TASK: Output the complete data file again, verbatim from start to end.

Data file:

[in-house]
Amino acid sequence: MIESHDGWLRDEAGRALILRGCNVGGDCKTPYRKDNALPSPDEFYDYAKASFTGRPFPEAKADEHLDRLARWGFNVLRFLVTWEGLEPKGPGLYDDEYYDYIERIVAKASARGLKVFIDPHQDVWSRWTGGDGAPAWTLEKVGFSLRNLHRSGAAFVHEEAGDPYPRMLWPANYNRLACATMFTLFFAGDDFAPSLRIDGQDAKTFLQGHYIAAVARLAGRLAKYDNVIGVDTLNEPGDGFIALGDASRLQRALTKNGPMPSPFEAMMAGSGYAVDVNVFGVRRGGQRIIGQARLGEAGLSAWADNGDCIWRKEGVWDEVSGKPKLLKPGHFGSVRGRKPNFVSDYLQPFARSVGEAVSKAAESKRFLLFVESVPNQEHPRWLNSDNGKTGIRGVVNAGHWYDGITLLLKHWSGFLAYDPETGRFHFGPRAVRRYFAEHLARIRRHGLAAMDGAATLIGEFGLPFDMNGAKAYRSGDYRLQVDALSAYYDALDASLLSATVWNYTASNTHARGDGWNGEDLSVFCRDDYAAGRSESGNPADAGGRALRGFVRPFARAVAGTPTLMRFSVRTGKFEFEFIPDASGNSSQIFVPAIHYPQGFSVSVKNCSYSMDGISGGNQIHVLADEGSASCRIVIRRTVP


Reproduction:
[in-house]
Amino acid sequence: MIESHDGWLRDEAGRALILRGCNVGGDCKTPYRKDNALPSPDEFYDYAKASFTGRPFPEAKADEHLDRLARWGFNVLRFLVTWEGLEPKGPGLYDDEYYDYIERIVAKASARGLKVFIDPHQDVWSRWTGGDGAPAWTLEKVGFSLRNLHRSGAAFVHEEAGDPYPRMLWPANYNRLACATMFTLFFAGDDFAPSLRIDGQDAKTFLQGHYIAAVARLAGRLAKYDNVIGVDTLNEPGDGFIALGDASRLQRALTKNGPMPSPFEAMMAGSGYAVDVNVFGVRRGGQRIIGQARLGEAGLSAWADNGDCIWRKEGVWDEVSGKPKLLKPGHFGSVRGRKPNFVSDYLQPFARSVGEAVSKAAESKRFLLFVESVPNQEHPRWLNSDNGKTGIRGVVNAGHWYDGITLLLKHWSGFLAYDPETGRFHFGPRAVRRYFAEHLARIRRHGLAAMDGAATLIGEFGLPFDMNGAKAYRSGDYRLQVDALSAYYDALDASLLSATVWNYTASNTHARGDGWNGEDLSVFCRDDYAAGRSESGNPADAGGRALRGFVRPFARAVAGTPTLMRFSVRTGKFEFEFIPDASGNSSQIFVPAIHYPQGFSVSVKNCSYSMDGISGGNQIHVLADEGSASCRIVIRRTVP